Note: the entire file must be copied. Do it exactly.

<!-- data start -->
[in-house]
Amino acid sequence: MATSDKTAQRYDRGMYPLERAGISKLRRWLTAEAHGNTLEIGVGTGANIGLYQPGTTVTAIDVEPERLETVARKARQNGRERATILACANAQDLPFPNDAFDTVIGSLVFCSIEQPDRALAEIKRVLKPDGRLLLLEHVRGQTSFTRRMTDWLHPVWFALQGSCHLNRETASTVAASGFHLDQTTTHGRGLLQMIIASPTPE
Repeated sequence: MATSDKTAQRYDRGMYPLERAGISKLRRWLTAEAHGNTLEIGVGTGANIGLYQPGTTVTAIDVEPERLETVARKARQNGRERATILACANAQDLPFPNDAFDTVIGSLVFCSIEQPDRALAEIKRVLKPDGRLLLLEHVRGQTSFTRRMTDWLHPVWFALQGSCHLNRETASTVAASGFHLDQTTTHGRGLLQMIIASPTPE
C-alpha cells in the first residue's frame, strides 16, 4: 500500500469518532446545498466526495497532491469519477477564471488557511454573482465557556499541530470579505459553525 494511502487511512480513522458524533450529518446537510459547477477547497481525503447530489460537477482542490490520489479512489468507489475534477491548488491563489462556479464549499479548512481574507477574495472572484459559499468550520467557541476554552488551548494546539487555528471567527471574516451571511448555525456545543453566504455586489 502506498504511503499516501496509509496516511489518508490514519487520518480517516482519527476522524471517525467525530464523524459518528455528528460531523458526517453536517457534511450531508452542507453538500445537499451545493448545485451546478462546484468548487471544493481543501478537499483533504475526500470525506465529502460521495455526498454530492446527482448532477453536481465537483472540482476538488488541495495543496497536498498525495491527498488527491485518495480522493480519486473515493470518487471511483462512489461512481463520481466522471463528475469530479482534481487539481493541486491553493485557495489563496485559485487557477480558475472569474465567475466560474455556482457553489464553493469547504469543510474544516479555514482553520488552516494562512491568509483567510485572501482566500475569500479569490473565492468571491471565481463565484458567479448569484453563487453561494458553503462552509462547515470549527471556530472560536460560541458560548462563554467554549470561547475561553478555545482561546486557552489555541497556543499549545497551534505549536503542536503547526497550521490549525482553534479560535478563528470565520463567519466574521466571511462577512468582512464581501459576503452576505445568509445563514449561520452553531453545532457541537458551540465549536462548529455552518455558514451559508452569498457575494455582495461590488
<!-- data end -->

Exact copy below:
[in-house]
Amino acid sequence: MATSDKTAQRYDRGMYPLERAGISKLRRWLTAEAHGNTLEIGVGTGANIGLYQPGTTVTAIDVEPERLETVARKARQNGRERATILACANAQDLPFPNDAFDTVIGSLVFCSIEQPDRALAEIKRVLKPDGRLLLLEHVRGQTSFTRRMTDWLHPVWFALQGSCHLNRETASTVAASGFHLDQTTTHGRGLLQMIIASPTPE
Repeated sequence: MATSDKTAQRYDRGMYPLERAGISKLRRWLTAEAHGNTLEIGVGTGANIGLYQPGTTVTAIDVEPERLETVARKARQNGRERATILACANAQDLPFPNDAFDTVIGSLVFCSIEQPDRALAEIKRVLKPDGRLLLLEHVRGQTSFTRRMTDWLHPVWFALQGSCHLNRETASTVAASGFHLDQTTTHGRGLLQMIIASPTPE
C-alpha cells in the first residue's frame, strides 16, 4: 500500500469518532446545498466526495497532491469519477477564471488557511454573482465557556499541530470579505459553525 494511502487511512480513522458524533450529518446537510459547477477547497481525503447530489460537477482542490490520489479512489468507489475534477491548488491563489462556479464549499479548512481574507477574495472572484459559499468550520467557541476554552488551548494546539487555528471567527471574516451571511448555525456545543453566504455586489 502506498504511503499516501496509509496516511489518508490514519487520518480517516482519527476522524471517525467525530464523524459518528455528528460531523458526517453536517457534511450531508452542507453538500445537499451545493448545485451546478462546484468548487471544493481543501478537499483533504475526500470525506465529502460521495455526498454530492446527482448532477453536481465537483472540482476538488488541495495543496497536498498525495491527498488527491485518495480522493480519486473515493470518487471511483462512489461512481463520481466522471463528475469530479482534481487539481493541486491553493485557495489563496485559485487557477480558475472569474465567475466560474455556482457553489464553493469547504469543510474544516479555514482553520488552516494562512491568509483567510485572501482566500475569500479569490473565492468571491471565481463565484458567479448569484453563487453561494458553503462552509462547515470549527471556530472560536460560541458560548462563554467554549470561547475561553478555545482561546486557552489555541497556543499549545497551534505549536503542536503547526497550521490549525482553534479560535478563528470565520463567519466574521466571511462577512468582512464581501459576503452576505445568509445563514449561520452553531453545532457541537458551540465549536462548529455552518455558514451559508452569498457575494455582495461590488